I like the current draft, though, I think it’s in pretty good shape, although I’ve said that before, and been wrong. Hemingway once claimed that he read his entire manuscript every day when he sat down to work, and although I wonder if he might not have been over-served when he said it, I must admit that I spend a lot of time going back, rereading and cleaning things up as I go. Most writing teachers tell you not to do that, the prevailing theory holds that you should press on regardless, just get the damn thing written, get to the end and then go back and do your housekeeping later. I really try to work that way sometimes, I think I was laboring under the misapprehension that it would speed things up, and maybe it does, but not for me. I don’t seem to be wired that way. But I do feel like I’ve finally left the last base camp and I’m climbing, and the top of the mountain can’t be too much higher.
I am about eighty percent done with the current draft of the writing project that I’ve been working on, and I am sick to death of it. The protagonist’s name is Saul, and I wish he would just give up and go back to his island. The hell with it, Saul, if no one else gives a shit, why should you? When does this sort of behavior become pathological? This book is ruining my sleep, it was a bad idea to begin with, but if I stop now it will never let me alone. I am inching forward, I have to finish this thing, kill it before it kills me.
I read somewhere that J. K. Rowling has agreed to write a series of screenplays based on the world she created for Harry Potter, but set back in time, before Harry. I was glad to hear it, I enjoyed Harry immensely, both in print and on screen. I was a little disappointed that she plans to write scripts and not books, but I suppose you can’t have everything. I think the movies were well made, and if you pay attention, you’ll find a scene here or there that tells an entire story in the space of a few seconds. One example: in ‘The Half-Blood Prince,’ Dumbledore takes Harry along on a visit to Horace Slughorn. Dumbledore wants him to come out of retirement, and Slughorn refuses. Dumbledore and Harry accept his decision and they leave, but the camera lingers on Slughorn’s face, just for a few seconds. There he is, an old man in his pajamas, surrounded by his creature comforts, all alone. You get the impression that he has everything he needs, except for a reason to continue. As you look at his ruin of a face you wonder if perhaps he has not just seen, maybe for the first time, how empty and pointless his life will likely become if he stays where he is. And then, blink, the scene is gone, the film does not hit you over the head with it. To me it is an indication that there are artists at work, that care has been taken. It’s there if you want it, or if you prefer you can eat your popcorn and wait for the smoke and the loud noises. At any rate, it is good to hear that Rowling is back at work.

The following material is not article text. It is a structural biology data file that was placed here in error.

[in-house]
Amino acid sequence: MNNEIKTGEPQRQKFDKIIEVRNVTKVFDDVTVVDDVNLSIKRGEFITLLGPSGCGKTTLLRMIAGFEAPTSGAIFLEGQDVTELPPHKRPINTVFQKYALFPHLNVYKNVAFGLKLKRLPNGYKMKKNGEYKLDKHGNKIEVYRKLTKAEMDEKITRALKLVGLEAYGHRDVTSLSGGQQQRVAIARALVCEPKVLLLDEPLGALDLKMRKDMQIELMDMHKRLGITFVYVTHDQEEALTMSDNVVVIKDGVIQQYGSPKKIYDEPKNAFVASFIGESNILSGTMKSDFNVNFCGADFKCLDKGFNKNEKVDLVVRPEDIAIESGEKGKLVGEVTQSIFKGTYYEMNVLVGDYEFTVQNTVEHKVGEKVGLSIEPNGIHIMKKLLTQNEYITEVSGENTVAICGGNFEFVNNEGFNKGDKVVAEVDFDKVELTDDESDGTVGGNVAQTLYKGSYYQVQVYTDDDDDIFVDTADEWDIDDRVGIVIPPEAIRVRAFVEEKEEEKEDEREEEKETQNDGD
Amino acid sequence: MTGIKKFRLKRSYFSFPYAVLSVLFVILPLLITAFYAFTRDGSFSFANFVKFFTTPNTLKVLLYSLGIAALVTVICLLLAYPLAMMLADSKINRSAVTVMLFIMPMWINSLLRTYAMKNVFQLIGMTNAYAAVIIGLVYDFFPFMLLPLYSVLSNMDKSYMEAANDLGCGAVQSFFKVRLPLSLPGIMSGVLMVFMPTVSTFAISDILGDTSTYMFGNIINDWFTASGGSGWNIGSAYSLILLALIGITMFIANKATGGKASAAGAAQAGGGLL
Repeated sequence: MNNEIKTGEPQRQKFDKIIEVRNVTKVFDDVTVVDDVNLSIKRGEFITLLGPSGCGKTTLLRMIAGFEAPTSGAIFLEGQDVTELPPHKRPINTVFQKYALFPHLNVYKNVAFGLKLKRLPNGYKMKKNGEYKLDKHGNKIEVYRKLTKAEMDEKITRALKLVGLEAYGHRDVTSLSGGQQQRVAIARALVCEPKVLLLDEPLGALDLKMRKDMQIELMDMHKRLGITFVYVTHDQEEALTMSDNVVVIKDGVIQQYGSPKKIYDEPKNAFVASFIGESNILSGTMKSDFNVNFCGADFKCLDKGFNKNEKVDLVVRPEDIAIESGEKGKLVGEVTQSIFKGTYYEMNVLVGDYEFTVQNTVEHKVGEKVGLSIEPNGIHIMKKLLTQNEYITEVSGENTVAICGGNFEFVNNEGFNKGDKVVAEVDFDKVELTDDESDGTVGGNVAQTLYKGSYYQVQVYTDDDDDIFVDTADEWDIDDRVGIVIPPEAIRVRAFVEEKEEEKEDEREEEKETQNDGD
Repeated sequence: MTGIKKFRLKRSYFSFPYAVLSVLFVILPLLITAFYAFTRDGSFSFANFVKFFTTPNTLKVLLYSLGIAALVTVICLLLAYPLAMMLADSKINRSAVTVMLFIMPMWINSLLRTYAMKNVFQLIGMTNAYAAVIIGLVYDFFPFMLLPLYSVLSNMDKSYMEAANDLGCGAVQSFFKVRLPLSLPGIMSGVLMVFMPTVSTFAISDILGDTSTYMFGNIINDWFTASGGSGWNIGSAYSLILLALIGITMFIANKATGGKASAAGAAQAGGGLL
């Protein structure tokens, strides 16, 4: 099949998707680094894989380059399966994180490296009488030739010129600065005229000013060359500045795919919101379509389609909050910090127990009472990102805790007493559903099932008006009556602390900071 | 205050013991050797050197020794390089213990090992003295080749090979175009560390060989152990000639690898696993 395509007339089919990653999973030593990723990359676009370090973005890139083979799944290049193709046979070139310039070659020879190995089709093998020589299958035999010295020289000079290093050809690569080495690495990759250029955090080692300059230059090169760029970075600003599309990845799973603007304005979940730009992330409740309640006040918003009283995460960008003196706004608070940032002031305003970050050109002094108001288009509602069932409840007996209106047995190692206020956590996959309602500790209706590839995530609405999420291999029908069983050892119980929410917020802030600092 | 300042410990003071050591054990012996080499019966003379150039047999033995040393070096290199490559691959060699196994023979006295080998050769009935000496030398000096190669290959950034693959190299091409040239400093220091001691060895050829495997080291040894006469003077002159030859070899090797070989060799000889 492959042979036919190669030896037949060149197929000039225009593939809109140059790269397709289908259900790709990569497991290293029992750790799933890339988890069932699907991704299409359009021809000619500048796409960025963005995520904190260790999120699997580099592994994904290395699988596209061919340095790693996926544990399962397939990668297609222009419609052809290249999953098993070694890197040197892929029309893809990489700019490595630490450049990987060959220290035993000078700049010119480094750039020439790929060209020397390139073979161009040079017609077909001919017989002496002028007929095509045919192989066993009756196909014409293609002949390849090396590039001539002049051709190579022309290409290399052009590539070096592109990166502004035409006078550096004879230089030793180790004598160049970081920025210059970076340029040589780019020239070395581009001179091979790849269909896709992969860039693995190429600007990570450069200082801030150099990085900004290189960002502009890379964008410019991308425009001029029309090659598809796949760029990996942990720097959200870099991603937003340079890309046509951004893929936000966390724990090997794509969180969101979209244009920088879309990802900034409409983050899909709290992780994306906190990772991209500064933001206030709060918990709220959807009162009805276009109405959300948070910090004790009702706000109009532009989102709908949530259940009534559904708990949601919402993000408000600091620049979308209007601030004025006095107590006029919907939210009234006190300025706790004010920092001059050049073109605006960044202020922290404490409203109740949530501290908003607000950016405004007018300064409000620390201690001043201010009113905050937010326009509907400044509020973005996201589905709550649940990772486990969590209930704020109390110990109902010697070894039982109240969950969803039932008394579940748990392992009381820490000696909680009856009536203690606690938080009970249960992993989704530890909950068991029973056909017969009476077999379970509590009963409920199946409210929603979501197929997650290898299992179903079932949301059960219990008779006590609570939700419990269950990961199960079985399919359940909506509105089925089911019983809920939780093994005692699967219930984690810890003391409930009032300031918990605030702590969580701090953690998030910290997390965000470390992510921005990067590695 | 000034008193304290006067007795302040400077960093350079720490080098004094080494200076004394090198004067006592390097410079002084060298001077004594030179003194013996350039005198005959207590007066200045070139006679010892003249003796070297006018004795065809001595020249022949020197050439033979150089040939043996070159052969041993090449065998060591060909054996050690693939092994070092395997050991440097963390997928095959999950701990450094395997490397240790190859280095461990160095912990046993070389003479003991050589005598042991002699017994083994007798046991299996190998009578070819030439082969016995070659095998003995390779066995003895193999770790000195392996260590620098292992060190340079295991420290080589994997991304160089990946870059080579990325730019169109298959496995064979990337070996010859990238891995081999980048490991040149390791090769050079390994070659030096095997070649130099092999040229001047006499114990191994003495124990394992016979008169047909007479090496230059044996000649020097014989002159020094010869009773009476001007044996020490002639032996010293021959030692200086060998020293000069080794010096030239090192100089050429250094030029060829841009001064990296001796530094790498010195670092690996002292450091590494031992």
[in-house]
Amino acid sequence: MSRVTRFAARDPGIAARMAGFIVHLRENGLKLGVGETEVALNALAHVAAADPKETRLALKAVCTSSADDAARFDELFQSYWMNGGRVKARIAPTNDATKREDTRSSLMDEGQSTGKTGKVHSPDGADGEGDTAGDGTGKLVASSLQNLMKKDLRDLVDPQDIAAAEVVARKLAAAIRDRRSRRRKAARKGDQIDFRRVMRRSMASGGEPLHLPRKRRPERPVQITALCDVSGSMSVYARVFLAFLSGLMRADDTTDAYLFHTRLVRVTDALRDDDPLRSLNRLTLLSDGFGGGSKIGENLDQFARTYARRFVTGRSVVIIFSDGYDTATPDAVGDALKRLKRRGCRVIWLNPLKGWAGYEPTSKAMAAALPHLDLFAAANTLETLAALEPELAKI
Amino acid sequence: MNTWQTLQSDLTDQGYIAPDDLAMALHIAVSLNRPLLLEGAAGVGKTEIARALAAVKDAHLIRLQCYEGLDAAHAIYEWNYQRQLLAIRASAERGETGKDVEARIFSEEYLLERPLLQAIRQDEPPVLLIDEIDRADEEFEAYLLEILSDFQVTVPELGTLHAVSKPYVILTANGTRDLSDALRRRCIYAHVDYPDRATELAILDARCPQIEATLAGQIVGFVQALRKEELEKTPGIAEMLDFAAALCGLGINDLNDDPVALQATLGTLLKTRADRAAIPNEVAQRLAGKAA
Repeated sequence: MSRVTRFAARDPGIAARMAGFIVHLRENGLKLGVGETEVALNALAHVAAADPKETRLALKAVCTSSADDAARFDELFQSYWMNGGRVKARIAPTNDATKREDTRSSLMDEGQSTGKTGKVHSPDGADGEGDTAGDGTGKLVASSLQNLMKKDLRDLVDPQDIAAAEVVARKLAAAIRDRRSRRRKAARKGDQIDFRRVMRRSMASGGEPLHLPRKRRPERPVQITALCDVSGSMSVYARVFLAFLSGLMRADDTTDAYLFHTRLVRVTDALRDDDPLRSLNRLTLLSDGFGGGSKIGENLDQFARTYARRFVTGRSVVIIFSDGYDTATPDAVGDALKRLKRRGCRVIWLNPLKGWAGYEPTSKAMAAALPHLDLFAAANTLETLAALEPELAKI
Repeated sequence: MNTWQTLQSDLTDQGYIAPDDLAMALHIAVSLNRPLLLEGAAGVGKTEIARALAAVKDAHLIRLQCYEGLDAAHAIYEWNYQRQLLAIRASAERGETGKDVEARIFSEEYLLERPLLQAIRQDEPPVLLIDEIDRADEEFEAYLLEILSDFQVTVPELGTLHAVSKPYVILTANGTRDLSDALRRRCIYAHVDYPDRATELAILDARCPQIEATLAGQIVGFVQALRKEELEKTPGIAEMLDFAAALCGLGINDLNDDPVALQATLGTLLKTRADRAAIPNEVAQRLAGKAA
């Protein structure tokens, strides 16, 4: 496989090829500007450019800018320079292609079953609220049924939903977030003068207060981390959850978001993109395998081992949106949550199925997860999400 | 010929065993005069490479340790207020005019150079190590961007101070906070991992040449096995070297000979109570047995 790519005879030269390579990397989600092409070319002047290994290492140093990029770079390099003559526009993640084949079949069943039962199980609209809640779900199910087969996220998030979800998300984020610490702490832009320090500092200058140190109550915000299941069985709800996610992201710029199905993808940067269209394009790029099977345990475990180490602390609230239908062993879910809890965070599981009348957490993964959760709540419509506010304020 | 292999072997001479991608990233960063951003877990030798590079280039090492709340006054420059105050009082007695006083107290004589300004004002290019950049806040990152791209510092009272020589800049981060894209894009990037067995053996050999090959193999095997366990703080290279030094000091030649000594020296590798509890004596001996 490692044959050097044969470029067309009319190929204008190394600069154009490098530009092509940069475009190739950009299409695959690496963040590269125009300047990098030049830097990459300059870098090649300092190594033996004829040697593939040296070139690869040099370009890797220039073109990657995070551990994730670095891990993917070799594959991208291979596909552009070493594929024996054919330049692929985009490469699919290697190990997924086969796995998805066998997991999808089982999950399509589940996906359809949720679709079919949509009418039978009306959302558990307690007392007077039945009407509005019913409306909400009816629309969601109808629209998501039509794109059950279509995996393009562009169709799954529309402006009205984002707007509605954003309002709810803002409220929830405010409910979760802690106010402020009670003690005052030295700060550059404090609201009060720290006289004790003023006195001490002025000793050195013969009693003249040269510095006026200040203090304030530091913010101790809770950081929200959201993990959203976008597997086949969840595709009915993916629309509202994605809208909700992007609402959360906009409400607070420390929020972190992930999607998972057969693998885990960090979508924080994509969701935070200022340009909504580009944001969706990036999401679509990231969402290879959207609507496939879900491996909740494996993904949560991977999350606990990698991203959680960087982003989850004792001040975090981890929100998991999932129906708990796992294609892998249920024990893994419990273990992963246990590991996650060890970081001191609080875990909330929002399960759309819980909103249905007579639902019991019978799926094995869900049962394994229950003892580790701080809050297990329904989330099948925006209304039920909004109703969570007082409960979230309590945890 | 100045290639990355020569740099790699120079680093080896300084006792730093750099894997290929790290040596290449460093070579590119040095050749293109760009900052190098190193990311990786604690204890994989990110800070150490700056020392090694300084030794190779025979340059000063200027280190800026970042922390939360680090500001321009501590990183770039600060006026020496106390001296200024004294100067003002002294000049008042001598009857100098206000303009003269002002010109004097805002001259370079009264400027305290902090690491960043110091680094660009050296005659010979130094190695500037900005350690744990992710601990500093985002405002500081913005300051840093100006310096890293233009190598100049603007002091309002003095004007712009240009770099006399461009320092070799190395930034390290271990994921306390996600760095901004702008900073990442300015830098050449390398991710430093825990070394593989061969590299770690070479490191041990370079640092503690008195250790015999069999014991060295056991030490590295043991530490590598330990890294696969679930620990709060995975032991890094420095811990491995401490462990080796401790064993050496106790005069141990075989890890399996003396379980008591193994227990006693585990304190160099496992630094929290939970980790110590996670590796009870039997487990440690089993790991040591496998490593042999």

Stress is like cholesterol, too much of it will kill you, but if you don’t have enough, you will make your own. I do that, in my writing life. Too many expectations, I think. What I should do, really, is let go of all of those goals, at least for a while, and work at my own pace. I don’t know where I got this idea that I have to be under pressure to get anything done.
I grew up around a certain amount of chaos. Whether or not it was really a lot depends, I suppose, on your frame of reference, but I find it interesting that in my professional (non-writing) life I have gravitated to situations that tended to be fairly chaotic. I got pretty good at functioning under stress, at getting things done with a lot of unhappiness and shouting going on in the background. But just because you’re good at something doesn’t make it good for you, or, for that matter, good for the work you are doing. Or trying to do.